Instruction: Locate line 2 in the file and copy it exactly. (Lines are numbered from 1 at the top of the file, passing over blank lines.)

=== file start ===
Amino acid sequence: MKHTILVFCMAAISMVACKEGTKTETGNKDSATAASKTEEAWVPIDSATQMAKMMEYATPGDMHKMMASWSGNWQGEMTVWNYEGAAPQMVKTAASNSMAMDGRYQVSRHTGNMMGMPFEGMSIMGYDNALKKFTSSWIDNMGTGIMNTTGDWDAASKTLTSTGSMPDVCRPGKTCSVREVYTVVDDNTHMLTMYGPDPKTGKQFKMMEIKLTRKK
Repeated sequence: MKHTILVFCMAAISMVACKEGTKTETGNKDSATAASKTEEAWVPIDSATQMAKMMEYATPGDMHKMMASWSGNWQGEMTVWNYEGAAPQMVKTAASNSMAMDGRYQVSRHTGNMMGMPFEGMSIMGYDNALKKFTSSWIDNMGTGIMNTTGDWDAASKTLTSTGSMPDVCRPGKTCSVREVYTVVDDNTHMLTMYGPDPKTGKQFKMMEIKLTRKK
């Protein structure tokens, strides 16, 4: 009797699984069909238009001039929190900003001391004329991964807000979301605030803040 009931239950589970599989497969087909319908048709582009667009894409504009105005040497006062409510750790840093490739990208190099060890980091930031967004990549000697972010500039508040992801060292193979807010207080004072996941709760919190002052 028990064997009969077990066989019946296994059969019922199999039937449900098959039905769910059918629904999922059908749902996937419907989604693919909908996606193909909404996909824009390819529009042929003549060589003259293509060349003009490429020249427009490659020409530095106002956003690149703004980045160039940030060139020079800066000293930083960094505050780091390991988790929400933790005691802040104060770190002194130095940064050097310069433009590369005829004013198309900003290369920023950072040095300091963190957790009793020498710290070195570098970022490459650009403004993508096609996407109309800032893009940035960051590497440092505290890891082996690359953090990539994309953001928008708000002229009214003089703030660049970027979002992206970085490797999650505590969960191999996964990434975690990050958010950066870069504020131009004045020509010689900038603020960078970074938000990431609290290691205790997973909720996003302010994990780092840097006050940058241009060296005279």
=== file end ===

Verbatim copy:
Repeated sequence: MKHTILVFCMAAISMVACKEGTKTETGNKDSATAASKTEEAWVPIDSATQMAKMMEYATPGDMHKMMASWSGNWQGEMTVWNYEGAAPQMVKTAASNSMAMDGRYQVSRHTGNMMGMPFEGMSIMGYDNALKKFTSSWIDNMGTGIMNTTGDWDAASKTLTSTGSMPDVCRPGKTCSVREVYTVVDDNTHMLTMYGPDPKTGKQFKMMEIKLTRKK